RAF WADDINGTON, UK, Nov. 03, 2008 -- A QinetiQ-led team that includes The Boeing Company [NYSE: BA] is collectively delivering potentially life-saving pre-deployment training for UK forces before they leave for Afghanistan. The Distributed Synthetic Air Land Training (DSALT) demonstration facility at Royal Air Force (RAF) Waddington has been enhanced to enable soldiers to experience the complexities of controlling aircraft, artillery and other assets in fast-moving situations within a safe, simulated environment.
In a series of training exercises known as Mountain Dragon, the facility allows ground forces to practice talking with aircrew flying simulated aircraft within the same environment and directing them to specific targets within the rules of engagement and operational constraints.
"The soldiers experience firsthand the challenges of communicating clearly and concisely with aircrew, all in a risk-free environment," said Jon Saltmarsh, QinetiQ program director for the project. "Often this is the first experience many have of talking with an American pilot under operational conditions. They get to experience the subtle differences of our two languages and operating procedures, and the potential confusion this could cause."
The Boeing- and QinetiQ-owned, -built and -operated DSALT facility is a key element of the Air Battlespace Training Centre, a partnership between the RAF and industry to improve the training of UK frontline forces. Originally established to determine user requirements for a new aircrew mission-training program involving a network of simulated aircraft, the facility has been improved to support the training of ground-based forces in the control and strategic use of aircraft and artillery.
Training is provided by the RAF and the Royal School of Artillery with support staff from Inzpire, a company that specializes in supplying staff with recent military experience.
"Mountain Dragon exercises are very much a team event, with the RAF, the British Army, Boeing, QinetiQ and Inzpire all working together to deliver a unique and operationally critical training event to our forces," said RAF Wing Cmdr. "Elvis" Costello. "This is no longer simply a demonstration -- we are making a difference to our soldiers on real operations."
Boeing and QinetiQ are currently working together to improve the facility to enable it to provide even greater training value. "Converting a concept demonstrator into a robust and reliable training system presents huge challenges," said George German, Boeing program manager, DSALT. "Boeing and QinetiQ are working extremely well together to ensure we can continue to meet the UK forces' need for land-air integration training. I feel hugely privileged to be part of such a successful team."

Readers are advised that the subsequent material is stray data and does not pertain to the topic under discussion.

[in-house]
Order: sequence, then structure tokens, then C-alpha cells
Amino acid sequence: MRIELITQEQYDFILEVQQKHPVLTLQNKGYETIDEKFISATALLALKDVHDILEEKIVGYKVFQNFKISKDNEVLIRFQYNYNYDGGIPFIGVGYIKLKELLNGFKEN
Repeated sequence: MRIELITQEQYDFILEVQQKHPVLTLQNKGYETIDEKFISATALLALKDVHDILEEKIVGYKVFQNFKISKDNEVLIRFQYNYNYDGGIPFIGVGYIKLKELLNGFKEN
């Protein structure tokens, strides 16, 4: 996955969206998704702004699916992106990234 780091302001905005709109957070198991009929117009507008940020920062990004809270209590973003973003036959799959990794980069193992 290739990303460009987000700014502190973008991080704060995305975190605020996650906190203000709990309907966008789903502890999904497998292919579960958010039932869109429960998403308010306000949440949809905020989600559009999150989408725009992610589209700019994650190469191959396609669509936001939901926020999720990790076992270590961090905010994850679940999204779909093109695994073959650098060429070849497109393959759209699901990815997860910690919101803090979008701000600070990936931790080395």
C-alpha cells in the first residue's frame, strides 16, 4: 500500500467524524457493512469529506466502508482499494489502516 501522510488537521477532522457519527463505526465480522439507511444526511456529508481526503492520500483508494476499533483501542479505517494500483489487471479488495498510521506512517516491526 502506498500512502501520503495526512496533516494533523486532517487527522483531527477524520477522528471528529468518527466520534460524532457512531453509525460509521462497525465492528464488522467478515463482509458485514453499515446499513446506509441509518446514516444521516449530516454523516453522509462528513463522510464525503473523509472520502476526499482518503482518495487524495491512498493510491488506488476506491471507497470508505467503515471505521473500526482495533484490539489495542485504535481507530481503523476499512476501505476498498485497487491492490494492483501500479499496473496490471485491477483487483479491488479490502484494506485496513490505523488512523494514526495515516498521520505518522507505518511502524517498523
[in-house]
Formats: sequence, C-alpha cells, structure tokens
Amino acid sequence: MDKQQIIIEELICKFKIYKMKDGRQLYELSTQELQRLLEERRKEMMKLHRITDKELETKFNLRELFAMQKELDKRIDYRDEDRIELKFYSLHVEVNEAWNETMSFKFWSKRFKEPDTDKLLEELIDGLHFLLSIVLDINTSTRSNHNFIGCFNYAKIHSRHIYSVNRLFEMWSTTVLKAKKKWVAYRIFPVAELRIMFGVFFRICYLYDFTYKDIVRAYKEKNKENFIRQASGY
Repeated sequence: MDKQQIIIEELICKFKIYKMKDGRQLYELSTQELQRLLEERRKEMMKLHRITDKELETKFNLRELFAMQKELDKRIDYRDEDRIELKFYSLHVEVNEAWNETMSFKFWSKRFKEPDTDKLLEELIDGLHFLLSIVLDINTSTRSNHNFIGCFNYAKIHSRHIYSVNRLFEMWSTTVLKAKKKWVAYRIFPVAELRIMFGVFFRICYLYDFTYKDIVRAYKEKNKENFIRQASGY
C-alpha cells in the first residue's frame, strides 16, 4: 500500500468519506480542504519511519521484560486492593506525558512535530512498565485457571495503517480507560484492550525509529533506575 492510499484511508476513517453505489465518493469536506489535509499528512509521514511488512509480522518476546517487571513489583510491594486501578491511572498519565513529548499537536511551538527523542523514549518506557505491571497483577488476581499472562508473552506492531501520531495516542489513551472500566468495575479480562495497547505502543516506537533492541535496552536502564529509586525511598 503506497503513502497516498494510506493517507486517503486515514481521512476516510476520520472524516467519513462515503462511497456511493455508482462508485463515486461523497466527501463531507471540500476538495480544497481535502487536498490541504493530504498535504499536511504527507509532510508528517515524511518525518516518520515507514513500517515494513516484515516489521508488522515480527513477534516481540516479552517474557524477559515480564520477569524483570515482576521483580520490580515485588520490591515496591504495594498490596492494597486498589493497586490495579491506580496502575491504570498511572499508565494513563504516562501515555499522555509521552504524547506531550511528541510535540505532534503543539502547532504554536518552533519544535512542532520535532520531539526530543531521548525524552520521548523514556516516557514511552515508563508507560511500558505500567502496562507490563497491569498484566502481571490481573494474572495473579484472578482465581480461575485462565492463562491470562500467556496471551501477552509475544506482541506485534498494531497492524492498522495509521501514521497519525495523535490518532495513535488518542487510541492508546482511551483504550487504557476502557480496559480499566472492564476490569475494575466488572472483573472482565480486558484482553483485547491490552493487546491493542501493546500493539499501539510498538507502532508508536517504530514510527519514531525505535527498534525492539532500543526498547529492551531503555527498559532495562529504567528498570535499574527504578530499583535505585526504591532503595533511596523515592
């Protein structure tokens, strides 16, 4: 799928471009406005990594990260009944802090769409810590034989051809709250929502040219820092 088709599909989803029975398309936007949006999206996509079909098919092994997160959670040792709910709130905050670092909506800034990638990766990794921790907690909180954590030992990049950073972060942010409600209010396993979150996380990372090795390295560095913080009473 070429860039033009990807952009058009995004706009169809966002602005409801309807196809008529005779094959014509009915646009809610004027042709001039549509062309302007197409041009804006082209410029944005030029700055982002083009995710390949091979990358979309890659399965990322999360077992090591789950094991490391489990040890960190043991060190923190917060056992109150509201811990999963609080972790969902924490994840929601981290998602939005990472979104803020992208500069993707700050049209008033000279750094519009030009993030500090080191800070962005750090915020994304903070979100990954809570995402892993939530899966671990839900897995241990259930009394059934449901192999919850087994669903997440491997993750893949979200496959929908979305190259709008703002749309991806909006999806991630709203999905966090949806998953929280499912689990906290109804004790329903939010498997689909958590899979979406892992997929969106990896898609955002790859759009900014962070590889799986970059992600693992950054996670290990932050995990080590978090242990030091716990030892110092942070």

QinetiQ (pronounced "kinetic") is a leading international defence and security technology company with over 8,000 employees in EMEA (Europe, Middle East and Australasia) and more than 5,500 in North America. QinetiQ's vision is to be the world's leading provider of defence and security based technology solutions and services. In February 2006, QinetiQ Group plc was listed on the London Stock Exchange and joined the FTSE250 in June 2006. In the year to 31 March 2008, QinetiQ delivered a 19 per cent increase in revenue to £1,366m, including organic growth of 8.6 per cent, and a 20 per cent increase in underlying operating profit to £127m. Underlying earnings per share increased by 19 per cent to 13.4p per share.
A unit of The Boeing Company, Boeing Integrated Defense Systems is one of the world's largest space and defense businesses specializing in innovative and capabilities-driven customer solutions, and the world's largest and most versatile manufacturer of military aircraft. Headquartered in St. Louis, Boeing Integrated Defense Systems is a $32.1 billion business with 71,000 employees worldwide.